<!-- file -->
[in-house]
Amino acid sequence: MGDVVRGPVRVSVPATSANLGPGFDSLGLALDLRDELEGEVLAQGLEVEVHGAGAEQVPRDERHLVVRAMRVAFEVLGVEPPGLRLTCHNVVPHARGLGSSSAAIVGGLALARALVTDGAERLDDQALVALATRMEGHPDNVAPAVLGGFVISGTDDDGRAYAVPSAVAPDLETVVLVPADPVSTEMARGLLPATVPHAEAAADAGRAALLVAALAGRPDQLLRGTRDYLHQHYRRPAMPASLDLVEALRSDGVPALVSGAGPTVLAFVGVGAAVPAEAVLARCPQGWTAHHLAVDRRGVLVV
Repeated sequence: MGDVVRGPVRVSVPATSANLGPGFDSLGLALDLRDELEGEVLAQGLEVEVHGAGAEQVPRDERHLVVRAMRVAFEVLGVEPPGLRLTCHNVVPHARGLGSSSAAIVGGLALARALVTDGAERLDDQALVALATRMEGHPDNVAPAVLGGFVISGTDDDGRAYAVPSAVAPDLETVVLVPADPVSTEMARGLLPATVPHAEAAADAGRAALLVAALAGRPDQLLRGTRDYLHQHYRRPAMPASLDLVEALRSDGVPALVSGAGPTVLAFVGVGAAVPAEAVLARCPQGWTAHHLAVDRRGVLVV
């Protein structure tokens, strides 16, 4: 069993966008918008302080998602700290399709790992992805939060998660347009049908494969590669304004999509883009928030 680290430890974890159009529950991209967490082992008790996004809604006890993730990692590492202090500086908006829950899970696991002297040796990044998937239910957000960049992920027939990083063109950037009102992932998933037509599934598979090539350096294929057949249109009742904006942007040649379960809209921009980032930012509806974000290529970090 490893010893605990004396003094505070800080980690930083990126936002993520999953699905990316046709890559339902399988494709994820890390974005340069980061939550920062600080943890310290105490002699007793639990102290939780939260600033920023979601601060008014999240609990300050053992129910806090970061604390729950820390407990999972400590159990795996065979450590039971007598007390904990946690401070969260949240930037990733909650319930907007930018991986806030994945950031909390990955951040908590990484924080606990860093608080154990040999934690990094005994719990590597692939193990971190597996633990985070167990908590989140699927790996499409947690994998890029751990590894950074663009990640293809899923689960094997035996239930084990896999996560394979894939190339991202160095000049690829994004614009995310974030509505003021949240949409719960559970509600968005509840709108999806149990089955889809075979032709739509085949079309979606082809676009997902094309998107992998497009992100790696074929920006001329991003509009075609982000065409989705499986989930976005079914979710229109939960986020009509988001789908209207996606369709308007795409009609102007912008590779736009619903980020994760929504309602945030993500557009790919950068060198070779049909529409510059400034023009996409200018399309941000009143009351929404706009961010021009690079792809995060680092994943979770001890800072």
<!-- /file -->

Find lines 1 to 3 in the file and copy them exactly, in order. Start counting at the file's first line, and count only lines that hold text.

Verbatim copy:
[in-house]
Amino acid sequence: MGDVVRGPVRVSVPATSANLGPGFDSLGLALDLRDELEGEVLAQGLEVEVHGAGAEQVPRDERHLVVRAMRVAFEVLGVEPPGLRLTCHNVVPHARGLGSSSAAIVGGLALARALVTDGAERLDDQALVALATRMEGHPDNVAPAVLGGFVISGTDDDGRAYAVPSAVAPDLETVVLVPADPVSTEMARGLLPATVPHAEAAADAGRAALLVAALAGRPDQLLRGTRDYLHQHYRRPAMPASLDLVEALRSDGVPALVSGAGPTVLAFVGVGAAVPAEAVLARCPQGWTAHHLAVDRRGVLVV
Repeated sequence: MGDVVRGPVRVSVPATSANLGPGFDSLGLALDLRDELEGEVLAQGLEVEVHGAGAEQVPRDERHLVVRAMRVAFEVLGVEPPGLRLTCHNVVPHARGLGSSSAAIVGGLALARALVTDGAERLDDQALVALATRMEGHPDNVAPAVLGGFVISGTDDDGRAYAVPSAVAPDLETVVLVPADPVSTEMARGLLPATVPHAEAAADAGRAALLVAALAGRPDQLLRGTRDYLHQHYRRPAMPASLDLVEALRSDGVPALVSGAGPTVLAFVGVGAAVPAEAVLARCPQGWTAHHLAVDRRGVLVV